At the heart of your strategy is knowing what person or group you want to reach to get the action you seek. Without this focus, you may waste time and resources, but with this knowledge you can hone your efforts and messages and be sure they hit the mark.
You will have done some of this investigative work in your landscape analysis and stakeholder mapping exercises where you name the decision-makers and other people and organisations involved in immunisation. You need to look back at your stakeholder mapping and identify strategically who you need to reach to be successful and achieve your immunisation-related advocacy efforts.
Who is the intended audience of your efforts?
The target audience is the person or group or people identified as the intended recipient of your advocacy message. It is the person you are targeting in your advocacy efforts.
Once you have identified your advocacy ask, it will be easy for you to identify who your target audience is. It is usually the decision-maker – the person or group of people with formal power or authority to make the desired change – also known as the primary target audience.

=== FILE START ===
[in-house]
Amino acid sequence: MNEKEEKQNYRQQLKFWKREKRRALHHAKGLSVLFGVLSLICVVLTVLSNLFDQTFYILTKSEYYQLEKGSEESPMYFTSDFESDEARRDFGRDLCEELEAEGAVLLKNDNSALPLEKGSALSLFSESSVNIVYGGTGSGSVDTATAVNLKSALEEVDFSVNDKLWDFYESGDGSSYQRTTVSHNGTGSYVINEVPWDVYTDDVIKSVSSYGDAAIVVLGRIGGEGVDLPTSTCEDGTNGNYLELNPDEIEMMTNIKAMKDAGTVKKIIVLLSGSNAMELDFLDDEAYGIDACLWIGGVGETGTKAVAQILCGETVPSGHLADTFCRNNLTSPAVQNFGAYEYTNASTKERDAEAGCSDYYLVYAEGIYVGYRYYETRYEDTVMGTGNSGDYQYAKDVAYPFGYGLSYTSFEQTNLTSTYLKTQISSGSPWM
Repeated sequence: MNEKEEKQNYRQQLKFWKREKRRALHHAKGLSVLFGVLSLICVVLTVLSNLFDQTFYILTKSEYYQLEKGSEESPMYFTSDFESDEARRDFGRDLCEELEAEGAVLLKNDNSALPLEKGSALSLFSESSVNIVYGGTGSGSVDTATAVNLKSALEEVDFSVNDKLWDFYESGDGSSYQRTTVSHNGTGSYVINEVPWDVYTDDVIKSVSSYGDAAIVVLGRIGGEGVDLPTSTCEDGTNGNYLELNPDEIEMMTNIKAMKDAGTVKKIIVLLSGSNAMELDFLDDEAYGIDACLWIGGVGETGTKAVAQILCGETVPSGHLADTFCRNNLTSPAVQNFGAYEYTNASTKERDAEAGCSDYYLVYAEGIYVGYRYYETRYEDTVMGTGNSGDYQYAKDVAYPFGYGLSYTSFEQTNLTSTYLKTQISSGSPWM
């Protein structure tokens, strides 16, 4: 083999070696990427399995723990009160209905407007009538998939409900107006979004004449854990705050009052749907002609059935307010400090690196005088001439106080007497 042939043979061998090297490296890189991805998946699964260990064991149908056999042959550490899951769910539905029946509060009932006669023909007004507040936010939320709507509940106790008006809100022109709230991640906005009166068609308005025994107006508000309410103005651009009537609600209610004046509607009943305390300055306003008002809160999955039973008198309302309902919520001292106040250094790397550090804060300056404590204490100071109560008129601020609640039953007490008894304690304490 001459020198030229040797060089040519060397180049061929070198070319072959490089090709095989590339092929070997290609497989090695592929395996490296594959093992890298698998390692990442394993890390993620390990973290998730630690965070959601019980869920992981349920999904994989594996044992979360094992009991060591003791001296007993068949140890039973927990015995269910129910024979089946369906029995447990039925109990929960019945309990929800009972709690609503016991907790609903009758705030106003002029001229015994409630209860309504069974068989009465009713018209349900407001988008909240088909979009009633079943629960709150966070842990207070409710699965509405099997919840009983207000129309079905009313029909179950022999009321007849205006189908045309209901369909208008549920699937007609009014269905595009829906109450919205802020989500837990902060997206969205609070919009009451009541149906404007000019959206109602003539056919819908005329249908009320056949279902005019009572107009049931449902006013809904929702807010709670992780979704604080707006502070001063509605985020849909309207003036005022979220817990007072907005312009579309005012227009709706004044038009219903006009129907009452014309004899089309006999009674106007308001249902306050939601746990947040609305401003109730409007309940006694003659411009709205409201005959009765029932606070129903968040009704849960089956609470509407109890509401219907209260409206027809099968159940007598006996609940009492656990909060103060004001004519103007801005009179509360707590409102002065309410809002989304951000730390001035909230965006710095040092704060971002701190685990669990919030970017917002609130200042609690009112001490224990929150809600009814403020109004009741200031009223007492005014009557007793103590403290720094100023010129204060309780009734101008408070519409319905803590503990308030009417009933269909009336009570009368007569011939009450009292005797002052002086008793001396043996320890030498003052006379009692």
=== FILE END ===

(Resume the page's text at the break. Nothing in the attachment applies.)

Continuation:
For example, if you are advocating for the introduction of a new vaccine into your routine immunisation programme you may need to target your Minister of Health and/or Finance as they are ultimately the ones who have the decision-making power to make the change occur.
Influencers – who are they?
Influencers are people or groups who can have a compelling impact on the actions, opinions, or behaviour of decision-makers. They are people the decision-makers trust and listen to most; individuals or groups who have special access to decision-makers. These are usually secondary target audiences.
The graph below illustrates the various types of target audiences:
Identify the level of influence and motivation of your target audience
The more direct influence or connections you have with your decision-makers, the more chance you will have to engage them with your vision and goals for immunisation. Don’t limit yourself only to connections you yourself might have. Consider what relationships might exist between the decision-maker and other external partners/colleagues.
Just as it is important to think about the level of influence of those supporting your decision-maker, you also need to think about the level of motivation of the decision-maker to act on a particular change and make a request. Has s/he made a particular policy improvement in the past? How quickly do health priorities become realised in the country?
When you develop your advocacy strategy, you need to be clear on who your target audience is, and who the people you will need to reach are.